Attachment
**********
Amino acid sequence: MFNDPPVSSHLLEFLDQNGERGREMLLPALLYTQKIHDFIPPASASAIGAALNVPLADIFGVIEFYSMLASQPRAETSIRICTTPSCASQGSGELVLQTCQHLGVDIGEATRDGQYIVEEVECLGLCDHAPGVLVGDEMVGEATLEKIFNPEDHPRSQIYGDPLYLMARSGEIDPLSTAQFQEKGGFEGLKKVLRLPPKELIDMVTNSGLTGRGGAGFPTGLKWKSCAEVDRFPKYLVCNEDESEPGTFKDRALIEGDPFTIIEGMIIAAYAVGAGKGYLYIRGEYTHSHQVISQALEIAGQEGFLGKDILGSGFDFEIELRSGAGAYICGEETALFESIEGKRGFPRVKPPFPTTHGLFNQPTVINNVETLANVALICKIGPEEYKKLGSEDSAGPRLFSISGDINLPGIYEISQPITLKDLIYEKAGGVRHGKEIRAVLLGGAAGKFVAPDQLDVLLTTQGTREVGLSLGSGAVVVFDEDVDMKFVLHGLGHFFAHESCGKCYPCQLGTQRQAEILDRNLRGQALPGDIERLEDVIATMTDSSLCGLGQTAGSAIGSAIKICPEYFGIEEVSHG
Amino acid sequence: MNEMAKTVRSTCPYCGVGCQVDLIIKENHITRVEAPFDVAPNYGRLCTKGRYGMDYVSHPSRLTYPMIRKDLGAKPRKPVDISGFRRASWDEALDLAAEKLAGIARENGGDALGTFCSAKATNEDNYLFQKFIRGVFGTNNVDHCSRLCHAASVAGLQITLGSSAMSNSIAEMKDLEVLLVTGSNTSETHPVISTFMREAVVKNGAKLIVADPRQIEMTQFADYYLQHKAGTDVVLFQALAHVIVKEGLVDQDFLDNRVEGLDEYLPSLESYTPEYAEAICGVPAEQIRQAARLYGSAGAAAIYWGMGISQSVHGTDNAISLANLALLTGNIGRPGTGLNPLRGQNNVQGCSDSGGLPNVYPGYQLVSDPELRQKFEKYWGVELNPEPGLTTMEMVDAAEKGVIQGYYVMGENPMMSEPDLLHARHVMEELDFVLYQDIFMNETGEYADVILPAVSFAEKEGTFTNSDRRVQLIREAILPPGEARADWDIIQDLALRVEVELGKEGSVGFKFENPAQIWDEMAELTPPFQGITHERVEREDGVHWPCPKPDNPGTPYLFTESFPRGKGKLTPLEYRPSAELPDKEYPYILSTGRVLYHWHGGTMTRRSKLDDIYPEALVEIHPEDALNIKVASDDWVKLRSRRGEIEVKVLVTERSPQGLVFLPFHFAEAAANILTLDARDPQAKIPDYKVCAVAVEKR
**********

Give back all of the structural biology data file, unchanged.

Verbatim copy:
Amino acid sequence: MFNDPPVSSHLLEFLDQNGERGREMLLPALLYTQKIHDFIPPASASAIGAALNVPLADIFGVIEFYSMLASQPRAETSIRICTTPSCASQGSGELVLQTCQHLGVDIGEATRDGQYIVEEVECLGLCDHAPGVLVGDEMVGEATLEKIFNPEDHPRSQIYGDPLYLMARSGEIDPLSTAQFQEKGGFEGLKKVLRLPPKELIDMVTNSGLTGRGGAGFPTGLKWKSCAEVDRFPKYLVCNEDESEPGTFKDRALIEGDPFTIIEGMIIAAYAVGAGKGYLYIRGEYTHSHQVISQALEIAGQEGFLGKDILGSGFDFEIELRSGAGAYICGEETALFESIEGKRGFPRVKPPFPTTHGLFNQPTVINNVETLANVALICKIGPEEYKKLGSEDSAGPRLFSISGDINLPGIYEISQPITLKDLIYEKAGGVRHGKEIRAVLLGGAAGKFVAPDQLDVLLTTQGTREVGLSLGSGAVVVFDEDVDMKFVLHGLGHFFAHESCGKCYPCQLGTQRQAEILDRNLRGQALPGDIERLEDVIATMTDSSLCGLGQTAGSAIGSAIKICPEYFGIEEVSHG
Amino acid sequence: MNEMAKTVRSTCPYCGVGCQVDLIIKENHITRVEAPFDVAPNYGRLCTKGRYGMDYVSHPSRLTYPMIRKDLGAKPRKPVDISGFRRASWDEALDLAAEKLAGIARENGGDALGTFCSAKATNEDNYLFQKFIRGVFGTNNVDHCSRLCHAASVAGLQITLGSSAMSNSIAEMKDLEVLLVTGSNTSETHPVISTFMREAVVKNGAKLIVADPRQIEMTQFADYYLQHKAGTDVVLFQALAHVIVKEGLVDQDFLDNRVEGLDEYLPSLESYTPEYAEAICGVPAEQIRQAARLYGSAGAAAIYWGMGISQSVHGTDNAISLANLALLTGNIGRPGTGLNPLRGQNNVQGCSDSGGLPNVYPGYQLVSDPELRQKFEKYWGVELNPEPGLTTMEMVDAAEKGVIQGYYVMGENPMMSEPDLLHARHVMEELDFVLYQDIFMNETGEYADVILPAVSFAEKEGTFTNSDRRVQLIREAILPPGEARADWDIIQDLALRVEVELGKEGSVGFKFENPAQIWDEMAELTPPFQGITHERVEREDGVHWPCPKPDNPGTPYLFTESFPRGKGKLTPLEYRPSAELPDKEYPYILSTGRVLYHWHGGTMTRRSKLDDIYPEALVEIHPEDALNIKVASDDWVKLRSRRGEIEVKVLVTERSPQGLVFLPFHFAEAAANILTLDARDPQAKIPDYKVCAVAVEKR